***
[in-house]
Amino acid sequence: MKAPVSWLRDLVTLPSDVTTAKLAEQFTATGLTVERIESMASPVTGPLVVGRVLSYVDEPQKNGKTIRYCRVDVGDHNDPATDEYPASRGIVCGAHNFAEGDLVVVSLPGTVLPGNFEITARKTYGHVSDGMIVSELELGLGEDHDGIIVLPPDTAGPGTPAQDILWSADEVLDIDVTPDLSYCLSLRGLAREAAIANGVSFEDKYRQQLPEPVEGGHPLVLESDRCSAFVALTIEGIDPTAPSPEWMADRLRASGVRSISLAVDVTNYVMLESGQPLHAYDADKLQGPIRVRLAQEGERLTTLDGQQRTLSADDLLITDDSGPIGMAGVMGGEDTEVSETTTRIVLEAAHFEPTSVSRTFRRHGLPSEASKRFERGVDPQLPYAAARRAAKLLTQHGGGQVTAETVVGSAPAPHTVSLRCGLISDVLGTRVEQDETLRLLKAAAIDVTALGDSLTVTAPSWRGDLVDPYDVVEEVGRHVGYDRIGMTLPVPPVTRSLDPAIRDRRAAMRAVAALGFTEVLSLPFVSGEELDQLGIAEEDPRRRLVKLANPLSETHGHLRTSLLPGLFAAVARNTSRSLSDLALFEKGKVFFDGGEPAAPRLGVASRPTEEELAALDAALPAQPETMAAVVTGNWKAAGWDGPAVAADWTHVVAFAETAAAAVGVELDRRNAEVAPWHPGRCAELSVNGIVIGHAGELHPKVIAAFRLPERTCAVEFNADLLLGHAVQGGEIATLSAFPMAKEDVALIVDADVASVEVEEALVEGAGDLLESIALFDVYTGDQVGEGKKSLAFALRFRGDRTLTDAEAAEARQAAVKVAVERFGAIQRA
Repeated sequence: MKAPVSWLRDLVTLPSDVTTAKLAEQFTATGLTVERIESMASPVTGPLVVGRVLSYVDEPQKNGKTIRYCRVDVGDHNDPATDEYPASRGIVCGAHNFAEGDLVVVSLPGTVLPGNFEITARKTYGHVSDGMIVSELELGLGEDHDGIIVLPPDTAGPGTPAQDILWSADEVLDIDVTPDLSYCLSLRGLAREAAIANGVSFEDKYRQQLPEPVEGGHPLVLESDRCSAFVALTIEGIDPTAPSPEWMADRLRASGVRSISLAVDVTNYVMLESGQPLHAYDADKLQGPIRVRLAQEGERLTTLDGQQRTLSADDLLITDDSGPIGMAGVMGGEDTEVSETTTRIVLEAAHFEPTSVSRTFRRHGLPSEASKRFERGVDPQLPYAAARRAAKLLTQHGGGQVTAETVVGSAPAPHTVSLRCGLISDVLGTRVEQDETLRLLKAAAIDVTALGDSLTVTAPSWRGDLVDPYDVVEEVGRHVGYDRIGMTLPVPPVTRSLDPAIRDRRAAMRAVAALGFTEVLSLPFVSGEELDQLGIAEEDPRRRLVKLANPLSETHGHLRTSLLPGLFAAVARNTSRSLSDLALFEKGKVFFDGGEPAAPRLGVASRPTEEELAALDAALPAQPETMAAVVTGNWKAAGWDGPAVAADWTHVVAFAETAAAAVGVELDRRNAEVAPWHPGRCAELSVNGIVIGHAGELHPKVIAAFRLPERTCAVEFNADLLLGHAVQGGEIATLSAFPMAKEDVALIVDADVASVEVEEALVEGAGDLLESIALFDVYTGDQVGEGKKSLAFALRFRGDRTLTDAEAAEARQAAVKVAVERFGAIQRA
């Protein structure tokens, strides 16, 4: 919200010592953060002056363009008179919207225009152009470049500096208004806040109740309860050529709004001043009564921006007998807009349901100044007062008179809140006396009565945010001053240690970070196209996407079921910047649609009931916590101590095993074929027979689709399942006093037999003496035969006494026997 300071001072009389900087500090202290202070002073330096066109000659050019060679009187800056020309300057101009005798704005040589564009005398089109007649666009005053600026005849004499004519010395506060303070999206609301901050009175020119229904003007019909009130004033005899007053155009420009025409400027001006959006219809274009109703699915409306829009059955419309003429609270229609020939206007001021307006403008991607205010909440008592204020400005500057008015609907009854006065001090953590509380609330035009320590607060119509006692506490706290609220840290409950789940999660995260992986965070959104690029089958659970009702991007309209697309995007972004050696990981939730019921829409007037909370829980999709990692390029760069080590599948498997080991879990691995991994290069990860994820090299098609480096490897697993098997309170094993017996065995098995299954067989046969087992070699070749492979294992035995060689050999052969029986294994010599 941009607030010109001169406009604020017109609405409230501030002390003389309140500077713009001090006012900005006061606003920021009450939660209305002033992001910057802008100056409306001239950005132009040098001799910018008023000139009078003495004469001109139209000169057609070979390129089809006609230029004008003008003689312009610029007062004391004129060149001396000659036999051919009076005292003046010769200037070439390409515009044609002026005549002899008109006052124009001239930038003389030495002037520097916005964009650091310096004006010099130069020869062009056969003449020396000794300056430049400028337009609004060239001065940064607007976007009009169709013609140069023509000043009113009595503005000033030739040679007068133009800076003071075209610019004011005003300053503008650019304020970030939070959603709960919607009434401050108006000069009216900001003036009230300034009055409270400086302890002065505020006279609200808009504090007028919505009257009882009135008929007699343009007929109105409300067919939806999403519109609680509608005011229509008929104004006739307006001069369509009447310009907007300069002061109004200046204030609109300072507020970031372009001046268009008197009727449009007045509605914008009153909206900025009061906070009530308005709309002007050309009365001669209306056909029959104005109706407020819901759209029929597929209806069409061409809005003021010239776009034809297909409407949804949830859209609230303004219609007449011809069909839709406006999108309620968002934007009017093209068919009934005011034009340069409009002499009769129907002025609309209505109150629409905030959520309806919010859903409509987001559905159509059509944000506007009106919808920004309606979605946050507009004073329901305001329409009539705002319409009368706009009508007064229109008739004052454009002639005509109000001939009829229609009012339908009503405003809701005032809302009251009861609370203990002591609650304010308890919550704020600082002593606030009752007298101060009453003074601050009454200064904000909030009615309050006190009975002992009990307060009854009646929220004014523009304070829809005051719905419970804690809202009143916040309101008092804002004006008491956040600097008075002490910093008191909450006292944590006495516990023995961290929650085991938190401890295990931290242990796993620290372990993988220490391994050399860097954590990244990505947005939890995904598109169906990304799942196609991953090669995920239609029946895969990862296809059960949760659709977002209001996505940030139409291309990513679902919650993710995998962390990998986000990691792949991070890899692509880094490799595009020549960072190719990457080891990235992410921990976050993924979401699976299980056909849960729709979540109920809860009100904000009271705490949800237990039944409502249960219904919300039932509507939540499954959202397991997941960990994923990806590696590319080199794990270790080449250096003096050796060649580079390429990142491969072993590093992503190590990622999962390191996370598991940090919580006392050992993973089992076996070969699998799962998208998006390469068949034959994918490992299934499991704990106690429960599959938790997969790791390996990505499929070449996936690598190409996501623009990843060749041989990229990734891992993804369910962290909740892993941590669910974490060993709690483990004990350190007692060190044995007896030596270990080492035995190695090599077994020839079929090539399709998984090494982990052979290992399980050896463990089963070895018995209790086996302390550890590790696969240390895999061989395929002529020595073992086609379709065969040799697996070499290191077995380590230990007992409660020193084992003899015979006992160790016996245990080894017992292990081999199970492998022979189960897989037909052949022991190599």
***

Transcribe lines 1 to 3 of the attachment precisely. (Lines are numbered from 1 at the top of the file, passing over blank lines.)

[in-house]
Amino acid sequence: MKAPVSWLRDLVTLPSDVTTAKLAEQFTATGLTVERIESMASPVTGPLVVGRVLSYVDEPQKNGKTIRYCRVDVGDHNDPATDEYPASRGIVCGAHNFAEGDLVVVSLPGTVLPGNFEITARKTYGHVSDGMIVSELELGLGEDHDGIIVLPPDTAGPGTPAQDILWSADEVLDIDVTPDLSYCLSLRGLAREAAIANGVSFEDKYRQQLPEPVEGGHPLVLESDRCSAFVALTIEGIDPTAPSPEWMADRLRASGVRSISLAVDVTNYVMLESGQPLHAYDADKLQGPIRVRLAQEGERLTTLDGQQRTLSADDLLITDDSGPIGMAGVMGGEDTEVSETTTRIVLEAAHFEPTSVSRTFRRHGLPSEASKRFERGVDPQLPYAAARRAAKLLTQHGGGQVTAETVVGSAPAPHTVSLRCGLISDVLGTRVEQDETLRLLKAAAIDVTALGDSLTVTAPSWRGDLVDPYDVVEEVGRHVGYDRIGMTLPVPPVTRSLDPAIRDRRAAMRAVAALGFTEVLSLPFVSGEELDQLGIAEEDPRRRLVKLANPLSETHGHLRTSLLPGLFAAVARNTSRSLSDLALFEKGKVFFDGGEPAAPRLGVASRPTEEELAALDAALPAQPETMAAVVTGNWKAAGWDGPAVAADWTHVVAFAETAAAAVGVELDRRNAEVAPWHPGRCAELSVNGIVIGHAGELHPKVIAAFRLPERTCAVEFNADLLLGHAVQGGEIATLSAFPMAKEDVALIVDADVASVEVEEALVEGAGDLLESIALFDVYTGDQVGEGKKSLAFALRFRGDRTLTDAEAAEARQAAVKVAVERFGAIQRA
Repeated sequence: MKAPVSWLRDLVTLPSDVTTAKLAEQFTATGLTVERIESMASPVTGPLVVGRVLSYVDEPQKNGKTIRYCRVDVGDHNDPATDEYPASRGIVCGAHNFAEGDLVVVSLPGTVLPGNFEITARKTYGHVSDGMIVSELELGLGEDHDGIIVLPPDTAGPGTPAQDILWSADEVLDIDVTPDLSYCLSLRGLAREAAIANGVSFEDKYRQQLPEPVEGGHPLVLESDRCSAFVALTIEGIDPTAPSPEWMADRLRASGVRSISLAVDVTNYVMLESGQPLHAYDADKLQGPIRVRLAQEGERLTTLDGQQRTLSADDLLITDDSGPIGMAGVMGGEDTEVSETTTRIVLEAAHFEPTSVSRTFRRHGLPSEASKRFERGVDPQLPYAAARRAAKLLTQHGGGQVTAETVVGSAPAPHTVSLRCGLISDVLGTRVEQDETLRLLKAAAIDVTALGDSLTVTAPSWRGDLVDPYDVVEEVGRHVGYDRIGMTLPVPPVTRSLDPAIRDRRAAMRAVAALGFTEVLSLPFVSGEELDQLGIAEEDPRRRLVKLANPLSETHGHLRTSLLPGLFAAVARNTSRSLSDLALFEKGKVFFDGGEPAAPRLGVASRPTEEELAALDAALPAQPETMAAVVTGNWKAAGWDGPAVAADWTHVVAFAETAAAAVGVELDRRNAEVAPWHPGRCAELSVNGIVIGHAGELHPKVIAAFRLPERTCAVEFNADLLLGHAVQGGEIATLSAFPMAKEDVALIVDADVASVEVEEALVEGAGDLLESIALFDVYTGDQVGEGKKSLAFALRFRGDRTLTDAEAAEARQAAVKVAVERFGAIQRA